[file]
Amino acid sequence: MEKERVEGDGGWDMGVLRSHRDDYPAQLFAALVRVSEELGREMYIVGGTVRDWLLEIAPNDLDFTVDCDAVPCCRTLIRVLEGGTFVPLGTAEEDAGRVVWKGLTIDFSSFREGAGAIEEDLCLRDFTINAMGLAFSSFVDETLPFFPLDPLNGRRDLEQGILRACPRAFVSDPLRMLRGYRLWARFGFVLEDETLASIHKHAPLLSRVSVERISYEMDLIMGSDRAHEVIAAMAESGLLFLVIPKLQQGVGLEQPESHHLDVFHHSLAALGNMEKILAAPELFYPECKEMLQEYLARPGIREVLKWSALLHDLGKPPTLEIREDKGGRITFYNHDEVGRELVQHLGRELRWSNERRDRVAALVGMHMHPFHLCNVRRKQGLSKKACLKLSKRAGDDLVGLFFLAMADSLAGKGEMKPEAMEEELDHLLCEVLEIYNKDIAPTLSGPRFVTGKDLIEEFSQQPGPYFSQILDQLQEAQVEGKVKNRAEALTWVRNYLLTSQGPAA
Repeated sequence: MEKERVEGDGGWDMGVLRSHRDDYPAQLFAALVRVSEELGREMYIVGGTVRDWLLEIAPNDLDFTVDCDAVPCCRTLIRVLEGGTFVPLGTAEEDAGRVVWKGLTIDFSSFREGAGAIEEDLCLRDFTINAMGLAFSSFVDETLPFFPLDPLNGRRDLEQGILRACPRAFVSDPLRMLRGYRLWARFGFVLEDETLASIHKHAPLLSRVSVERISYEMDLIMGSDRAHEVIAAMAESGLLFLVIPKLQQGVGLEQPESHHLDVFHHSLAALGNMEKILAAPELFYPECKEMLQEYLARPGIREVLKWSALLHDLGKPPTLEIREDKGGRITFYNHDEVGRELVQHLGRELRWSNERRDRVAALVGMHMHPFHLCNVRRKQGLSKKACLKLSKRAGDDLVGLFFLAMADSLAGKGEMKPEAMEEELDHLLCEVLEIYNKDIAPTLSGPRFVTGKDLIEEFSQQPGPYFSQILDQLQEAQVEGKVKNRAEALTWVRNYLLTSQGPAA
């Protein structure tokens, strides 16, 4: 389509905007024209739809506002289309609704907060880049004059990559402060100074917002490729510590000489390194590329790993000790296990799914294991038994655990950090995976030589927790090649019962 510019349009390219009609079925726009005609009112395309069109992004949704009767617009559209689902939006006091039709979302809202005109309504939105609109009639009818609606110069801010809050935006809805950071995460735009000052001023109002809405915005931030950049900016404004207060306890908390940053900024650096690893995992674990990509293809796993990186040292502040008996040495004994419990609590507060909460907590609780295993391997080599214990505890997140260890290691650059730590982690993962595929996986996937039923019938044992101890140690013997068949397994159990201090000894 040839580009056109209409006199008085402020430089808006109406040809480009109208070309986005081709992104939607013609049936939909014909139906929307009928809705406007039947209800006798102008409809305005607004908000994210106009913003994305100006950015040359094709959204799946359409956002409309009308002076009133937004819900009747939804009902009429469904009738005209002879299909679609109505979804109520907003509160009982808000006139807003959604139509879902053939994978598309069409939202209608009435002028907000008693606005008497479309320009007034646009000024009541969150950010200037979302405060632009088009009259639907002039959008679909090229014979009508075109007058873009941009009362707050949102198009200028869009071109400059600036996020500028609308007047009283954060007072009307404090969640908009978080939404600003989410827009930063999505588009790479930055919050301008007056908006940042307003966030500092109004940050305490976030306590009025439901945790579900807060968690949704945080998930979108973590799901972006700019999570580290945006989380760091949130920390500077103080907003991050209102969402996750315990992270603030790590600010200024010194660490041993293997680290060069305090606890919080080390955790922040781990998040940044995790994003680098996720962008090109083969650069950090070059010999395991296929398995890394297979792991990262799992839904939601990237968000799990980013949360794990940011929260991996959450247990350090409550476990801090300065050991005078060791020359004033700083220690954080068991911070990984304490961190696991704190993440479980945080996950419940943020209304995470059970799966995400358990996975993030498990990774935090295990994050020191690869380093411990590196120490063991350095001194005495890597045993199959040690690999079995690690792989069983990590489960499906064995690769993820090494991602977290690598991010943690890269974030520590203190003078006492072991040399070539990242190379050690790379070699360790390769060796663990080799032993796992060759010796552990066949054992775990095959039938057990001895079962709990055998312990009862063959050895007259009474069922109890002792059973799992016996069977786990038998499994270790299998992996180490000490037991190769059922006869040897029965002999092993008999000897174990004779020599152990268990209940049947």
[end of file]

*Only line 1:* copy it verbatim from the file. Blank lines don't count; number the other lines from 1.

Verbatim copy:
Amino acid sequence: MEKERVEGDGGWDMGVLRSHRDDYPAQLFAALVRVSEELGREMYIVGGTVRDWLLEIAPNDLDFTVDCDAVPCCRTLIRVLEGGTFVPLGTAEEDAGRVVWKGLTIDFSSFREGAGAIEEDLCLRDFTINAMGLAFSSFVDETLPFFPLDPLNGRRDLEQGILRACPRAFVSDPLRMLRGYRLWARFGFVLEDETLASIHKHAPLLSRVSVERISYEMDLIMGSDRAHEVIAAMAESGLLFLVIPKLQQGVGLEQPESHHLDVFHHSLAALGNMEKILAAPELFYPECKEMLQEYLARPGIREVLKWSALLHDLGKPPTLEIREDKGGRITFYNHDEVGRELVQHLGRELRWSNERRDRVAALVGMHMHPFHLCNVRRKQGLSKKACLKLSKRAGDDLVGLFFLAMADSLAGKGEMKPEAMEEELDHLLCEVLEIYNKDIAPTLSGPRFVTGKDLIEEFSQQPGPYFSQILDQLQEAQVEGKVKNRAEALTWVRNYLLTSQGPAA